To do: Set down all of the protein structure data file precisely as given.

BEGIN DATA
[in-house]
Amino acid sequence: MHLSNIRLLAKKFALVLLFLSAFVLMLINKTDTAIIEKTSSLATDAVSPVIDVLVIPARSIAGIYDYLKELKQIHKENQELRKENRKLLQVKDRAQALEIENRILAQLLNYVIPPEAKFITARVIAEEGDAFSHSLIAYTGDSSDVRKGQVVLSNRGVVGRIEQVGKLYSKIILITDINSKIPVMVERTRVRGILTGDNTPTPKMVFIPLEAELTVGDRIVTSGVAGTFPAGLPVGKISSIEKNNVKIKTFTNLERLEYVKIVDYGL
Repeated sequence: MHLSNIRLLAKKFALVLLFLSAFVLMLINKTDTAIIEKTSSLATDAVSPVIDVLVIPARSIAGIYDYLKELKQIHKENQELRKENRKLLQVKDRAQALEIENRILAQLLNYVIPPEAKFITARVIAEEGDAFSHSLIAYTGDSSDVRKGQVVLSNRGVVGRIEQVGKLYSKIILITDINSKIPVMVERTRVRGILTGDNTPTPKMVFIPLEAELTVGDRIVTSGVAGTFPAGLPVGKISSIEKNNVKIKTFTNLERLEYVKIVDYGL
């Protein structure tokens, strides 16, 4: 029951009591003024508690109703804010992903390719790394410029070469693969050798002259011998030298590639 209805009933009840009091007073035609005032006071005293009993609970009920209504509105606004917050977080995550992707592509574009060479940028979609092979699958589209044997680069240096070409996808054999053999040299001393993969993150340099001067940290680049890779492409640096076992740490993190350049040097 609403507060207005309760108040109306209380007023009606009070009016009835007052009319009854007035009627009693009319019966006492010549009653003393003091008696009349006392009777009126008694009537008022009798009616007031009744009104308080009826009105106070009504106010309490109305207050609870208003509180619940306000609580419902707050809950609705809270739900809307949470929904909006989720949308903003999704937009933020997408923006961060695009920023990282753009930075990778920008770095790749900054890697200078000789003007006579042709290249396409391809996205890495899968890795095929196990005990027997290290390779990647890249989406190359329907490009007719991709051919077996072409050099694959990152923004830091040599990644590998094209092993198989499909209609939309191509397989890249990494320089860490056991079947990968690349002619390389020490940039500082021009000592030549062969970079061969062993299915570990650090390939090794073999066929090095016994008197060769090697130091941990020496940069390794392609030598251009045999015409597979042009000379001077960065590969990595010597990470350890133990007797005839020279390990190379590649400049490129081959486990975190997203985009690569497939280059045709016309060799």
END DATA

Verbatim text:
[in-house]
Amino acid sequence: MHLSNIRLLAKKFALVLLFLSAFVLMLINKTDTAIIEKTSSLATDAVSPVIDVLVIPARSIAGIYDYLKELKQIHKENQELRKENRKLLQVKDRAQALEIENRILAQLLNYVIPPEAKFITARVIAEEGDAFSHSLIAYTGDSSDVRKGQVVLSNRGVVGRIEQVGKLYSKIILITDINSKIPVMVERTRVRGILTGDNTPTPKMVFIPLEAELTVGDRIVTSGVAGTFPAGLPVGKISSIEKNNVKIKTFTNLERLEYVKIVDYGL
Repeated sequence: MHLSNIRLLAKKFALVLLFLSAFVLMLINKTDTAIIEKTSSLATDAVSPVIDVLVIPARSIAGIYDYLKELKQIHKENQELRKENRKLLQVKDRAQALEIENRILAQLLNYVIPPEAKFITARVIAEEGDAFSHSLIAYTGDSSDVRKGQVVLSNRGVVGRIEQVGKLYSKIILITDINSKIPVMVERTRVRGILTGDNTPTPKMVFIPLEAELTVGDRIVTSGVAGTFPAGLPVGKISSIEKNNVKIKTFTNLERLEYVKIVDYGL
């Protein structure tokens, strides 16, 4: 029951009591003024508690109703804010992903390719790394410029070469693969050798002259011998030298590639 209805009933009840009091007073035609005032006071005293009993609970009920209504509105606004917050977080995550992707592509574009060479940028979609092979699958589209044997680069240096070409996808054999053999040299001393993969993150340099001067940290680049890779492409640096076992740490993190350049040097 609403507060207005309760108040109306209380007023009606009070009016009835007052009319009854007035009627009693009319019966006492010549009653003393003091008696009349006392009777009126008694009537008022009798009616007031009744009104308080009826009105106070009504106010309490109305207050609870208003509180619940306000609580419902707050809950609705809270739900809307949470929904909006989720949308903003999704937009933020997408923006961060695009920023990282753009930075990778920008770095790749900054890697200078000789003007006579042709290249396409391809996205890495899968890795095929196990005990027997290290390779990647890249989406190359329907490009007719991709051919077996072409050099694959990152923004830091040599990644590998094209092993198989499909209609939309191509397989890249990494320089860490056991079947990968690349002619390389020490940039500082021009000592030549062969970079061969062993299915570990650090390939090794073999066929090095016994008197060769090697130091941990020496940069390794392609030598251009045999015409597979042009000379001077960065590969990595010597990470350890133990007797005839020279390990190379590649400049490129081959486990975190997203985009690569497939280059045709016309060799």